Concern about CERN: Thomas Jefferson versus James Dobson


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By Eli S. Chesen

 electromagnetism, the strong force and the weak force. The Higgs boson may also help to explain why the remaining force, gravitation, is so weak compared to the other three forces. It will not, however, produce a French-Swiss black hole. (Meisam, creativecommons .org/licenses/by/2.0/)Not unexpectedly, the media has been saturated with the political campaigns, the election and, most of all, our multitrillion-dollar financial misadventure. As of the time of this writing, the election has not yet taken place and I will defer to the journalists and pretty-faced commentators to fill the pages and airwaves, respectively, with political and financial commentary. We are truly entering dour times with deferred retirements, Lilliputian-sized 401(k)s and the unemployment rate for Wal-Mart greeters soaring.

In the really long-term perspective of all things considered, there have been, buried in the back pages of the papers and relegated to short subjects of TV news, brief footnotes about the now-operational supercollider/subatomic particle accelerator, which is now in its shakedown phase of testing and calibration.

Even as the mechanical giant was being infused with electromagnetic life, lawsuits were being filed by superstitious people fearing that the monster would create a black hole, which would turn all of us inside out as we were hurtling violently into France.

In the scope of the universe, Obama, McCain, a bespectacled Alaskan governor and a few trillion dollars are negligible blinks of history in the scale of space-time. The carefully parsed lies and counter-lies of election campaigns bring to mind the old expression that one would not vote nor eat sausage if one knew what went into politicians and sausages. Likewise the talking heads of finance typically have their own axes to grind. And it makes me want to imagine the breakfast conversations, which must take place between Mary Matalin and James Carville… I imagine they probably talk about sports. So what do politics and finance have to do with a scientist’s newest and biggest toy?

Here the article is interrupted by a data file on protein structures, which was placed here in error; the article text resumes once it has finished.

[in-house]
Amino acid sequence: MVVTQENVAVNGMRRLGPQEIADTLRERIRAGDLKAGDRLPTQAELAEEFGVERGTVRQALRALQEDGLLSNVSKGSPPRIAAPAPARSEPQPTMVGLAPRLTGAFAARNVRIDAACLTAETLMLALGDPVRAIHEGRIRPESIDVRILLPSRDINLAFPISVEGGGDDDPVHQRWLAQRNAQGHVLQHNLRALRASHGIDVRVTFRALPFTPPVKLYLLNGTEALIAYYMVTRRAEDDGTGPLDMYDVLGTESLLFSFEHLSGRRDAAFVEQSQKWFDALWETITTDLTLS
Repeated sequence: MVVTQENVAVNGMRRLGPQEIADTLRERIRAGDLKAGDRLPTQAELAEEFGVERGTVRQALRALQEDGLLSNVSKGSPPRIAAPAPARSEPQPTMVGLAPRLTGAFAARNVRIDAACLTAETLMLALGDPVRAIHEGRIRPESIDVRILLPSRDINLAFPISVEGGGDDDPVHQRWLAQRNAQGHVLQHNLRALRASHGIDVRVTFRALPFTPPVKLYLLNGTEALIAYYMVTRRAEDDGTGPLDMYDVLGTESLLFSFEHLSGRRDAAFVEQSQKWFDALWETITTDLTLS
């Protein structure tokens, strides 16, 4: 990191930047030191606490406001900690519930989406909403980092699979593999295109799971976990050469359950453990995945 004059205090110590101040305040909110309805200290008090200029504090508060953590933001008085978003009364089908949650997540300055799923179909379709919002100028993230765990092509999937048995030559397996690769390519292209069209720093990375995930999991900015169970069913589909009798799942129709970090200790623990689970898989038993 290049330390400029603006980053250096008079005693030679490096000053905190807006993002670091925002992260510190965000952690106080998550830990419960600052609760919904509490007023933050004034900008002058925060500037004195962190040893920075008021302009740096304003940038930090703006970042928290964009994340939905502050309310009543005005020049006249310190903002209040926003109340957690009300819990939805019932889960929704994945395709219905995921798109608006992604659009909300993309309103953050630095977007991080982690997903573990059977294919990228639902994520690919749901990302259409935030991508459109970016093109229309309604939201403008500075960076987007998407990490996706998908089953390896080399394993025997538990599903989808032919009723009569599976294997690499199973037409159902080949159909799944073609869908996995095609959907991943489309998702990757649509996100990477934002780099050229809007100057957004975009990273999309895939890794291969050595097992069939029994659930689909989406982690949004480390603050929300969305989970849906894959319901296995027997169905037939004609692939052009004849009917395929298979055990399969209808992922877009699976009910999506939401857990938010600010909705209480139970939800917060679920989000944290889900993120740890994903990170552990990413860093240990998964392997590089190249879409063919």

Supercolliders, space-based telescopes, satellites orbiting Mercury and stem cell alchemy are wonderful diversions from the futility of pork barrel politics.

While political pronouncements are not infrequently replete with lies and manipulations, science, by definition, reaches for nothing more or less than absolute truth. In a word, science is nothing more and nothing less than a search for truth. It allows us to trust, notwithstanding the fact that we reside in a human universe full of misconceptions, smoke and mirrors.

So what is the big deal about a jumbo-collider? The Large Hadron Collider (LHC) is a monumental project, which, in my opinion, could never have been built in the USA. It is not just a matter of real estate that the device is located between France and Switzerland. In my opinion, the giant donut-shaped gizmo was coincidentally built at the geographical apex of present-day enlightenment.

The state-of-the-art machine has been placed literally under the border of France and Switzerland, which I think is appropriate, as it says to me that the device and what it stands for is bigger than “we,” bigger than nationalism.

I cautiously acknolwedge that being a Francophile is not a terribly popular affinity these days with the French being accused of everything from rudeness to cowardice to socialism.